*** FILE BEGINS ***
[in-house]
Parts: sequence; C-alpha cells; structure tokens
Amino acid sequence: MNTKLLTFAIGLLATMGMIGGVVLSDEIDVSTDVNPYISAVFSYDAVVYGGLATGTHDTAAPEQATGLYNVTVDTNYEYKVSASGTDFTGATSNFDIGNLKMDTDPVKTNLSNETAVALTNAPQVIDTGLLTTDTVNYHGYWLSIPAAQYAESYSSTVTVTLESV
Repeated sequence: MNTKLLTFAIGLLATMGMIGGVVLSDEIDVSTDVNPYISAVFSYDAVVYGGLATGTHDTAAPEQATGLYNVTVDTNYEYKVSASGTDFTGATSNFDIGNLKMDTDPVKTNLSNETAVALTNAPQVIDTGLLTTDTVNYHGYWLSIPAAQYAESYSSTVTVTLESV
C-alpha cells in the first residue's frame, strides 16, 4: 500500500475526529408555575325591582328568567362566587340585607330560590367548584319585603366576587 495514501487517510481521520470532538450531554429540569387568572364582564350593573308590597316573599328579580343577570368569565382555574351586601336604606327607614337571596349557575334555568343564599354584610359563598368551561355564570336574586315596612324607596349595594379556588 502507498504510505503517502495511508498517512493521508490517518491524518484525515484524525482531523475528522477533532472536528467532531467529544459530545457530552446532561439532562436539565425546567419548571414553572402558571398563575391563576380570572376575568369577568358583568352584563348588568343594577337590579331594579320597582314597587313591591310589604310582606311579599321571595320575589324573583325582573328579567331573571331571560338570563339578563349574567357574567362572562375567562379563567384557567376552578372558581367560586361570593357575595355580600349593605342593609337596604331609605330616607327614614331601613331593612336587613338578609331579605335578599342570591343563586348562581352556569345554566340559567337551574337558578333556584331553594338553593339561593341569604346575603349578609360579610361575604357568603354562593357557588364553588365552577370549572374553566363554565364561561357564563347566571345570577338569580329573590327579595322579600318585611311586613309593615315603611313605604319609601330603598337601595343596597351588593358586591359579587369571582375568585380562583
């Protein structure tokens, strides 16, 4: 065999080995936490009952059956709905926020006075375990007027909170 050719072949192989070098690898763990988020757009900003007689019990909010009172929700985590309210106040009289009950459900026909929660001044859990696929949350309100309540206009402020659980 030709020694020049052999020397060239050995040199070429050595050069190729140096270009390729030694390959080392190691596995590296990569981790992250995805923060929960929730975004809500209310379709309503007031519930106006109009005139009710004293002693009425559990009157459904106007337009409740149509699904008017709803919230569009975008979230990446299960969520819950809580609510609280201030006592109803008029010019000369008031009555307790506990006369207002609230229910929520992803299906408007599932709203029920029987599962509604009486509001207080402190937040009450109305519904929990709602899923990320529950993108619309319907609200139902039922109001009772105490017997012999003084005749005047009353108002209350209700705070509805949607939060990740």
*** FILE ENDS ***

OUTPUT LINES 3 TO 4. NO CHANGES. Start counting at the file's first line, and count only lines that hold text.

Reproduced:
Amino acid sequence: MNTKLLTFAIGLLATMGMIGGVVLSDEIDVSTDVNPYISAVFSYDAVVYGGLATGTHDTAAPEQATGLYNVTVDTNYEYKVSASGTDFTGATSNFDIGNLKMDTDPVKTNLSNETAVALTNAPQVIDTGLLTTDTVNYHGYWLSIPAAQYAESYSSTVTVTLESV
Repeated sequence: MNTKLLTFAIGLLATMGMIGGVVLSDEIDVSTDVNPYISAVFSYDAVVYGGLATGTHDTAAPEQATGLYNVTVDTNYEYKVSASGTDFTGATSNFDIGNLKMDTDPVKTNLSNETAVALTNAPQVIDTGLLTTDTVNYHGYWLSIPAAQYAESYSSTVTVTLESV